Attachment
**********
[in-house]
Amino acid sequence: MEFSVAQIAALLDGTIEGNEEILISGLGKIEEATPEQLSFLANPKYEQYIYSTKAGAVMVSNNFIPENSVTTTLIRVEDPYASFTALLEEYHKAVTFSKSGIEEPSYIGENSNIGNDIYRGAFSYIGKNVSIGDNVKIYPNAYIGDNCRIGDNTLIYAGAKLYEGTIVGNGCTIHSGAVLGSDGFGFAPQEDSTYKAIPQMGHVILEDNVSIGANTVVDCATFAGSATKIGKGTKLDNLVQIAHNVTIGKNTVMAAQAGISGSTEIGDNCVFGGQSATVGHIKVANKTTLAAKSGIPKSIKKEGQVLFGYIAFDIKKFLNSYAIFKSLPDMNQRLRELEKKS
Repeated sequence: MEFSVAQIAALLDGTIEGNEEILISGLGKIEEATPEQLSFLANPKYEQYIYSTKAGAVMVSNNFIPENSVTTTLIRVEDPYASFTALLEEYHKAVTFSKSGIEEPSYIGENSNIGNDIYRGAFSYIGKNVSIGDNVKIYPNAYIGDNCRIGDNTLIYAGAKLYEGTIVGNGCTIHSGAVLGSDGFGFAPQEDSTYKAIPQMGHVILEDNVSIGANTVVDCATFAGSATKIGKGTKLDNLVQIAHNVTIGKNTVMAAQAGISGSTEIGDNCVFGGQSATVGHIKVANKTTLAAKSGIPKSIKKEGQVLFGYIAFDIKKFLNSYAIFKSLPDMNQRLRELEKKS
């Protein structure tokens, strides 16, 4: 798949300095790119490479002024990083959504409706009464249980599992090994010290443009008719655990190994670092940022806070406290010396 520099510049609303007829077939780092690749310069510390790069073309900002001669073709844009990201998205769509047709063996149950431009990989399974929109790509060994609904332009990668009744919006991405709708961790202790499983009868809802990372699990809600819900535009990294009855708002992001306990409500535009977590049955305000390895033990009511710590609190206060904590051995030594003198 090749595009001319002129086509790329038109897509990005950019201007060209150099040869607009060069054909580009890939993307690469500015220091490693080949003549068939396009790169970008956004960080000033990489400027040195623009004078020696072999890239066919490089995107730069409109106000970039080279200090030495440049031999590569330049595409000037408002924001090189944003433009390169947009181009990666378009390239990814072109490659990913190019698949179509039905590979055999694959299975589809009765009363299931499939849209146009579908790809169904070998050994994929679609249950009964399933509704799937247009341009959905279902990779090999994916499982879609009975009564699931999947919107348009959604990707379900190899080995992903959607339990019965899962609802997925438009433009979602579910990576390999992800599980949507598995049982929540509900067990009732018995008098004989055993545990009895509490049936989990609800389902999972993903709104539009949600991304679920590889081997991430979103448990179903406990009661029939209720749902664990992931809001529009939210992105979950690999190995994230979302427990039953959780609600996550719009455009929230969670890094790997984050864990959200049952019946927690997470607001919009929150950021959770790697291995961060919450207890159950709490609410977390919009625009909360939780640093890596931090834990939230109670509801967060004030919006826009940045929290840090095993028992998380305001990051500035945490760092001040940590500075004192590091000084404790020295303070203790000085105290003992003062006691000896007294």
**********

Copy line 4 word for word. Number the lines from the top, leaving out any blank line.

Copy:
């Protein structure tokens, strides 16, 4: 798949300095790119490479002024990083959504409706009464249980599992090994010290443009008719655990190994670092940022806070406290010396 520099510049609303007829077939780092690749310069510390790069073309900002001669073709844009990201998205769509047709063996149950431009990989399974929109790509060994609904332009990668009744919006991405709708961790202790499983009868809802990372699990809600819900535009990294009855708002992001306990409500535009977590049955305000390895033990009511710590609190206060904590051995030594003198 090749595009001319002129086509790329038109897509990005950019201007060209150099040869607009060069054909580009890939993307690469500015220091490693080949003549068939396009790169970008956004960080000033990489400027040195623009004078020696072999890239066919490089995107730069409109106000970039080279200090030495440049031999590569330049595409000037408002924001090189944003433009390169947009181009990666378009390239990814072109490659990913190019698949179509039905590979055999694959299975589809009765009363299931499939849209146009579908790809169904070998050994994929679609249950009964399933509704799937247009341009959905279902990779090999994916499982879609009975009564699931999947919107348009959604990707379900190899080995992903959607339990019965899962609802997925438009433009979602579910990576390999992800599980949507598995049982929540509900067990009732018995008098004989055993545990009895509490049936989990609800389902999972993903709104539009949600991304679920590889081997991430979103448990179903406990009661029939209720749902664990992931809001529009939210992105979950690999190995994230979302427990039953959780609600996550719009455009929230969670890094790997984050864990959200049952019946927690997470607001919009929150950021959770790697291995961060919450207890159950709490609410977390919009625009909360939780640093890596931090834990939230109670509801967060004030919006826009940045929290840090095993028992998380305001990051500035945490760092001040940590500075004192590091000084404790020295303070203790000085105290003992003062006691000896007294």